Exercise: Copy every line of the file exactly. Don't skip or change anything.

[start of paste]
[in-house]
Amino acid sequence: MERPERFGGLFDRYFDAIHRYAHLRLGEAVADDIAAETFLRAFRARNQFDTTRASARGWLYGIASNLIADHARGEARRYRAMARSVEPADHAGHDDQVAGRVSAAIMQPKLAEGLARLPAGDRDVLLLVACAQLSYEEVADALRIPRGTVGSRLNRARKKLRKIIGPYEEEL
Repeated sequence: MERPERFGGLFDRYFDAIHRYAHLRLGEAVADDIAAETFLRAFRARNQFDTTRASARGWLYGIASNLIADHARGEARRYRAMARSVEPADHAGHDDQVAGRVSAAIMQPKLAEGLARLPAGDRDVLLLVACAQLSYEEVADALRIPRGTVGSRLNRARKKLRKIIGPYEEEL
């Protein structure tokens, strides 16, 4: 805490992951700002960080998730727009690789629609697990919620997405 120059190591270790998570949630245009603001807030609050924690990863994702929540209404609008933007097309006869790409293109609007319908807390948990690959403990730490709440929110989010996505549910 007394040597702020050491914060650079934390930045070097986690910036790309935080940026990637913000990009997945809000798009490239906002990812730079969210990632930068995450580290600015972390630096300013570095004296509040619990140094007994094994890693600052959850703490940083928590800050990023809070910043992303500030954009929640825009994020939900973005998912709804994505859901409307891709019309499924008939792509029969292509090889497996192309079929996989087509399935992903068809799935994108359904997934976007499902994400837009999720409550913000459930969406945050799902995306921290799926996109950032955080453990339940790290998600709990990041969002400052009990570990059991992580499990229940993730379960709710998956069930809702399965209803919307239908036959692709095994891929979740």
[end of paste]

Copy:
[in-house]
Amino acid sequence: MERPERFGGLFDRYFDAIHRYAHLRLGEAVADDIAAETFLRAFRARNQFDTTRASARGWLYGIASNLIADHARGEARRYRAMARSVEPADHAGHDDQVAGRVSAAIMQPKLAEGLARLPAGDRDVLLLVACAQLSYEEVADALRIPRGTVGSRLNRARKKLRKIIGPYEEEL
Repeated sequence: MERPERFGGLFDRYFDAIHRYAHLRLGEAVADDIAAETFLRAFRARNQFDTTRASARGWLYGIASNLIADHARGEARRYRAMARSVEPADHAGHDDQVAGRVSAAIMQPKLAEGLARLPAGDRDVLLLVACAQLSYEEVADALRIPRGTVGSRLNRARKKLRKIIGPYEEEL
């Protein structure tokens, strides 16, 4: 805490992951700002960080998730727009690789629609697990919620997405 120059190591270790998570949630245009603001807030609050924690990863994702929540209404609008933007097309006869790409293109609007319908807390948990690959403990730490709440929110989010996505549910 007394040597702020050491914060650079934390930045070097986690910036790309935080940026990637913000990009997945809000798009490239906002990812730079969210990632930068995450580290600015972390630096300013570095004296509040619990140094007994094994890693600052959850703490940083928590800050990023809070910043992303500030954009929640825009994020939900973005998912709804994505859901409307891709019309499924008939792509029969292509090889497996192309079929996989087509399935992903068809799935994108359904997934976007499902994400837009999720409550913000459930969406945050799902995306921290799926996109950032955080453990339940790290998600709990990041969002400052009990570990059991992580499990229940993730379960709710998956069930809702399965209803919307239908036959692709095994891929979740």